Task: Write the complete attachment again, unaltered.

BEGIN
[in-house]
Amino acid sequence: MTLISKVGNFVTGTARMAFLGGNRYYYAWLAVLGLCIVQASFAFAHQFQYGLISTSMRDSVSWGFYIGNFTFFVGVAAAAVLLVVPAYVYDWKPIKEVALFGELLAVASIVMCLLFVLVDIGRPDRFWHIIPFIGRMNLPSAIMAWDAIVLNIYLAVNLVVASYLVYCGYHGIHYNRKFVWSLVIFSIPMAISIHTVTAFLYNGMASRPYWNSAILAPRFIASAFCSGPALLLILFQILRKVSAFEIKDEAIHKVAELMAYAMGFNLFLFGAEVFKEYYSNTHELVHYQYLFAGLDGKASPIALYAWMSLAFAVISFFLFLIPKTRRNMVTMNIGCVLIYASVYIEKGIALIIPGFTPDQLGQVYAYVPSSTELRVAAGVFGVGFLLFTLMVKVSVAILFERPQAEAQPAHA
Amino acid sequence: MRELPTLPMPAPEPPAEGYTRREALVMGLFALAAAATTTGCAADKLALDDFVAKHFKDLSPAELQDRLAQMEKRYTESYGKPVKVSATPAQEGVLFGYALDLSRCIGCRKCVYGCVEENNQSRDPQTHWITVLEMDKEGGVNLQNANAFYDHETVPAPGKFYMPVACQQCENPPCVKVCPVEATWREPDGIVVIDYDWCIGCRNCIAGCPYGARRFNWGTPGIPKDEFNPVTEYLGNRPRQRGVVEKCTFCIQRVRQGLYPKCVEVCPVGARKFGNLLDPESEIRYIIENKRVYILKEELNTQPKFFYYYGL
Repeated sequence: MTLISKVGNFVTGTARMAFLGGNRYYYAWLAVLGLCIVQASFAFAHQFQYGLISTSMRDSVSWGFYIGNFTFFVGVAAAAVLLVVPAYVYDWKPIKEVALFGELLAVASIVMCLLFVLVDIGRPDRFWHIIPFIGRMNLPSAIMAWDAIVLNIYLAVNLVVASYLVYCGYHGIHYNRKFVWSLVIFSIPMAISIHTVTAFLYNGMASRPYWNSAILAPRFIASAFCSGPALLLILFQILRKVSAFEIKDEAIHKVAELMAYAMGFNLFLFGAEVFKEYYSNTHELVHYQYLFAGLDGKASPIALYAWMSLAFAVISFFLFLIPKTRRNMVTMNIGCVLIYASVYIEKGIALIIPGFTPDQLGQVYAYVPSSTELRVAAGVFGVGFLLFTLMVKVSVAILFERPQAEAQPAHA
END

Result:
[in-house]
Amino acid sequence: MTLISKVGNFVTGTARMAFLGGNRYYYAWLAVLGLCIVQASFAFAHQFQYGLISTSMRDSVSWGFYIGNFTFFVGVAAAAVLLVVPAYVYDWKPIKEVALFGELLAVASIVMCLLFVLVDIGRPDRFWHIIPFIGRMNLPSAIMAWDAIVLNIYLAVNLVVASYLVYCGYHGIHYNRKFVWSLVIFSIPMAISIHTVTAFLYNGMASRPYWNSAILAPRFIASAFCSGPALLLILFQILRKVSAFEIKDEAIHKVAELMAYAMGFNLFLFGAEVFKEYYSNTHELVHYQYLFAGLDGKASPIALYAWMSLAFAVISFFLFLIPKTRRNMVTMNIGCVLIYASVYIEKGIALIIPGFTPDQLGQVYAYVPSSTELRVAAGVFGVGFLLFTLMVKVSVAILFERPQAEAQPAHA
Amino acid sequence: MRELPTLPMPAPEPPAEGYTRREALVMGLFALAAAATTTGCAADKLALDDFVAKHFKDLSPAELQDRLAQMEKRYTESYGKPVKVSATPAQEGVLFGYALDLSRCIGCRKCVYGCVEENNQSRDPQTHWITVLEMDKEGGVNLQNANAFYDHETVPAPGKFYMPVACQQCENPPCVKVCPVEATWREPDGIVVIDYDWCIGCRNCIAGCPYGARRFNWGTPGIPKDEFNPVTEYLGNRPRQRGVVEKCTFCIQRVRQGLYPKCVEVCPVGARKFGNLLDPESEIRYIIENKRVYILKEELNTQPKFFYYYGL
Repeated sequence: MTLISKVGNFVTGTARMAFLGGNRYYYAWLAVLGLCIVQASFAFAHQFQYGLISTSMRDSVSWGFYIGNFTFFVGVAAAAVLLVVPAYVYDWKPIKEVALFGELLAVASIVMCLLFVLVDIGRPDRFWHIIPFIGRMNLPSAIMAWDAIVLNIYLAVNLVVASYLVYCGYHGIHYNRKFVWSLVIFSIPMAISIHTVTAFLYNGMASRPYWNSAILAPRFIASAFCSGPALLLILFQILRKVSAFEIKDEAIHKVAELMAYAMGFNLFLFGAEVFKEYYSNTHELVHYQYLFAGLDGKASPIALYAWMSLAFAVISFFLFLIPKTRRNMVTMNIGCVLIYASVYIEKGIALIIPGFTPDQLGQVYAYVPSSTELRVAAGVFGVGFLLFTLMVKVSVAILFERPQAEAQPAHA